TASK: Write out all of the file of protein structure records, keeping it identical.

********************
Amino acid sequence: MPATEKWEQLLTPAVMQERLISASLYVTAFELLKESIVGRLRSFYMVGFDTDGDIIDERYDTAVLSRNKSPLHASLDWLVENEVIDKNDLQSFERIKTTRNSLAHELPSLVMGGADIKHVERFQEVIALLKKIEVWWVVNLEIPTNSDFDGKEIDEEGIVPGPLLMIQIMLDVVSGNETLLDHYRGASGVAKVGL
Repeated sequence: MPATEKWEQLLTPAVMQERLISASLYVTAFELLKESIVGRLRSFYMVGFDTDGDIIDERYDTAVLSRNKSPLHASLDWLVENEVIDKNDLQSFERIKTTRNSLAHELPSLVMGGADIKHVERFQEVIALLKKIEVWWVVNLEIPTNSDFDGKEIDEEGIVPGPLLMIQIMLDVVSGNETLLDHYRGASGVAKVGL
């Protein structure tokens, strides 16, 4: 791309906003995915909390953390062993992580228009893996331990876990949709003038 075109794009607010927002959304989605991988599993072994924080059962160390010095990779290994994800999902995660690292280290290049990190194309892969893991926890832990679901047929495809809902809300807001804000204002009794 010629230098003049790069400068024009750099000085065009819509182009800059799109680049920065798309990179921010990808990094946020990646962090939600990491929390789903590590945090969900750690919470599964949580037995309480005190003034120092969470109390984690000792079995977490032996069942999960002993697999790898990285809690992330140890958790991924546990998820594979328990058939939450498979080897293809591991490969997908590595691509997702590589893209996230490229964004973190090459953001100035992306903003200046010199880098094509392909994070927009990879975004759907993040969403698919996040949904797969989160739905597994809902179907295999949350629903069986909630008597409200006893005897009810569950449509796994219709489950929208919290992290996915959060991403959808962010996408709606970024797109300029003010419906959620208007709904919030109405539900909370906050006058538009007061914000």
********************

Amino acid sequence: MPATEKWEQLLTPAVMQERLISASLYVTAFELLKESIVGRLRSFYMVGFDTDGDIIDERYDTAVLSRNKSPLHASLDWLVENEVIDKNDLQSFERIKTTRNSLAHELPSLVMGGADIKHVERFQEVIALLKKIEVWWVVNLEIPTNSDFDGKEIDEEGIVPGPLLMIQIMLDVVSGNETLLDHYRGASGVAKVGL
Repeated sequence: MPATEKWEQLLTPAVMQERLISASLYVTAFELLKESIVGRLRSFYMVGFDTDGDIIDERYDTAVLSRNKSPLHASLDWLVENEVIDKNDLQSFERIKTTRNSLAHELPSLVMGGADIKHVERFQEVIALLKKIEVWWVVNLEIPTNSDFDGKEIDEEGIVPGPLLMIQIMLDVVSGNETLLDHYRGASGVAKVGL
């Protein structure tokens, strides 16, 4: 791309906003995915909390953390062993992580228009893996331990876990949709003038 075109794009607010927002959304989605991988599993072994924080059962160390010095990779290994994800999902995660690292280290290049990190194309892969893991926890832990679901047929495809809902809300807001804000204002009794 010629230098003049790069400068024009750099000085065009819509182009800059799109680049920065798309990179921010990808990094946020990646962090939600990491929390789903590590945090969900750690919470599964949580037995309480005190003034120092969470109390984690000792079995977490032996069942999960002993697999790898990285809690992330140890958790991924546990998820594979328990058939939450498979080897293809591991490969997908590595691509997702590589893209996230490229964004973190090459953001100035992306903003200046010199880098094509392909994070927009990879975004759907993040969403698919996040949904797969989160739905597994809902179907295999949350629903069986909630008597409200006893005897009810569950449509796994219709489950929208919290992290996915959060991403959808962010996408709606970024797109300029003010419906959620208007709904919030109405539900909370906050006058538009007061914000």